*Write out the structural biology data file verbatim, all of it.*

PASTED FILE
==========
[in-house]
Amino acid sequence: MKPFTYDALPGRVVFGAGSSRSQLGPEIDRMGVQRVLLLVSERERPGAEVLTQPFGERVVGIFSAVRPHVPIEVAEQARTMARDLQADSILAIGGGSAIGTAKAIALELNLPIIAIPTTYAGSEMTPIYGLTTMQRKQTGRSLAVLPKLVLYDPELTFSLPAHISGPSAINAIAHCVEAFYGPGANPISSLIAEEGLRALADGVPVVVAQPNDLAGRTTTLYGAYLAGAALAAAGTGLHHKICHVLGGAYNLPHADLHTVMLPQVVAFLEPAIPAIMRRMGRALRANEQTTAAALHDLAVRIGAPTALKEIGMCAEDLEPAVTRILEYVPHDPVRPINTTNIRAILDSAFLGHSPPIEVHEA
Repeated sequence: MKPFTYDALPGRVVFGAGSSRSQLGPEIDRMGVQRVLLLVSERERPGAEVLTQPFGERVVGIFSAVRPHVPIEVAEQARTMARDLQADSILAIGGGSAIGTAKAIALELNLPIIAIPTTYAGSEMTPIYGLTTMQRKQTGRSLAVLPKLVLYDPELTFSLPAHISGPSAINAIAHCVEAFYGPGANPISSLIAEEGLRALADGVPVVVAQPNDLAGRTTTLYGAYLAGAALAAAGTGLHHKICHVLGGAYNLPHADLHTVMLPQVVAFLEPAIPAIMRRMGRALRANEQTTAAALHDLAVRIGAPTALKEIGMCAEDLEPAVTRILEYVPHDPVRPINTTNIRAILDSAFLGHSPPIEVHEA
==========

[in-house]
Amino acid sequence: MKPFTYDALPGRVVFGAGSSRSQLGPEIDRMGVQRVLLLVSERERPGAEVLTQPFGERVVGIFSAVRPHVPIEVAEQARTMARDLQADSILAIGGGSAIGTAKAIALELNLPIIAIPTTYAGSEMTPIYGLTTMQRKQTGRSLAVLPKLVLYDPELTFSLPAHISGPSAINAIAHCVEAFYGPGANPISSLIAEEGLRALADGVPVVVAQPNDLAGRTTTLYGAYLAGAALAAAGTGLHHKICHVLGGAYNLPHADLHTVMLPQVVAFLEPAIPAIMRRMGRALRANEQTTAAALHDLAVRIGAPTALKEIGMCAEDLEPAVTRILEYVPHDPVRPINTTNIRAILDSAFLGHSPPIEVHEA
Repeated sequence: MKPFTYDALPGRVVFGAGSSRSQLGPEIDRMGVQRVLLLVSERERPGAEVLTQPFGERVVGIFSAVRPHVPIEVAEQARTMARDLQADSILAIGGGSAIGTAKAIALELNLPIIAIPTTYAGSEMTPIYGLTTMQRKQTGRSLAVLPKLVLYDPELTFSLPAHISGPSAINAIAHCVEAFYGPGANPISSLIAEEGLRALADGVPVVVAQPNDLAGRTTTLYGAYLAGAALAAAGTGLHHKICHVLGGAYNLPHADLHTVMLPQVVAFLEPAIPAIMRRMGRALRANEQTTAAALHDLAVRIGAPTALKEIGMCAEDLEPAVTRILEYVPHDPVRPINTTNIRAILDSAFLGHSPPIEVHEA